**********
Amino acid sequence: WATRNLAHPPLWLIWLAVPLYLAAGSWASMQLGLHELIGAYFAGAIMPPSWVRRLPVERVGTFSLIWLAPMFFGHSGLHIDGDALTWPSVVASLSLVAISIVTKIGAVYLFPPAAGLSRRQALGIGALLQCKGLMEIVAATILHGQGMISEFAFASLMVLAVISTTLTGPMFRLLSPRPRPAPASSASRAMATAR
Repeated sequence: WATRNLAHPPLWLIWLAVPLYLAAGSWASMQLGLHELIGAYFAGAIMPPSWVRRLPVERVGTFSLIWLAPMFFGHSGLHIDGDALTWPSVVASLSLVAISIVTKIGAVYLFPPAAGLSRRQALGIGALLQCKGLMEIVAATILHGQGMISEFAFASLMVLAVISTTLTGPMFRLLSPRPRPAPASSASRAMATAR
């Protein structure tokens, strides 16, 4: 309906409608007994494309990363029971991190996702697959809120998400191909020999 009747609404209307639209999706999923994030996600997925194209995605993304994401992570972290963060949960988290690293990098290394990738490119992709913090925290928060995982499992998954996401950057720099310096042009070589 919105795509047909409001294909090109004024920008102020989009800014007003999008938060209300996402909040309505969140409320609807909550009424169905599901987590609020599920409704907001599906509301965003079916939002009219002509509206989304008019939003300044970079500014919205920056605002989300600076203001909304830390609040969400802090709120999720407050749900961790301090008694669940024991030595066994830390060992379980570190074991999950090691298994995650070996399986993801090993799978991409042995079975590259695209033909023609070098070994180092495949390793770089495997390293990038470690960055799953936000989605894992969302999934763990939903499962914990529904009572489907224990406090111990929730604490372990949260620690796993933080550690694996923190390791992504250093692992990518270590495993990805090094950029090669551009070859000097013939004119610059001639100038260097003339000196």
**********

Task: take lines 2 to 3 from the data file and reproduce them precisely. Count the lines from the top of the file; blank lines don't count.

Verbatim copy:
Repeated sequence: WATRNLAHPPLWLIWLAVPLYLAAGSWASMQLGLHELIGAYFAGAIMPPSWVRRLPVERVGTFSLIWLAPMFFGHSGLHIDGDALTWPSVVASLSLVAISIVTKIGAVYLFPPAAGLSRRQALGIGALLQCKGLMEIVAATILHGQGMISEFAFASLMVLAVISTTLTGPMFRLLSPRPRPAPASSASRAMATAR
């Protein structure tokens, strides 16, 4: 309906409608007994494309990363029971991190996702697959809120998400191909020999 009747609404209307639209999706999923994030996600997925194209995605993304994401992570972290963060949960988290690293990098290394990738490119992709913090925290928060995982499992998954996401950057720099310096042009070589 919105795509047909409001294909090109004024920008102020989009800014007003999008938060209300996402909040309505969140409320609807909550009424169905599901987590609020599920409704907001599906509301965003079916939002009219002509509206989304008019939003300044970079500014919205920056605002989300600076203001909304830390609040969400802090709120999720407050749900961790301090008694669940024991030595066994830390060992379980570190074991999950090691298994995650070996399986993801090993799978991409042995079975590259695209033909023609070098070994180092495949390793770089495997390293990038470690960055799953936000989605894992969302999934763990939903499962914990529904009572489907224990406090111990929730604490372990949260620690796993933080550690694996923190390791992504250093692992990518270590495993990805090094950029090669551009070859000097013939004119610059001639100038260097003339000196």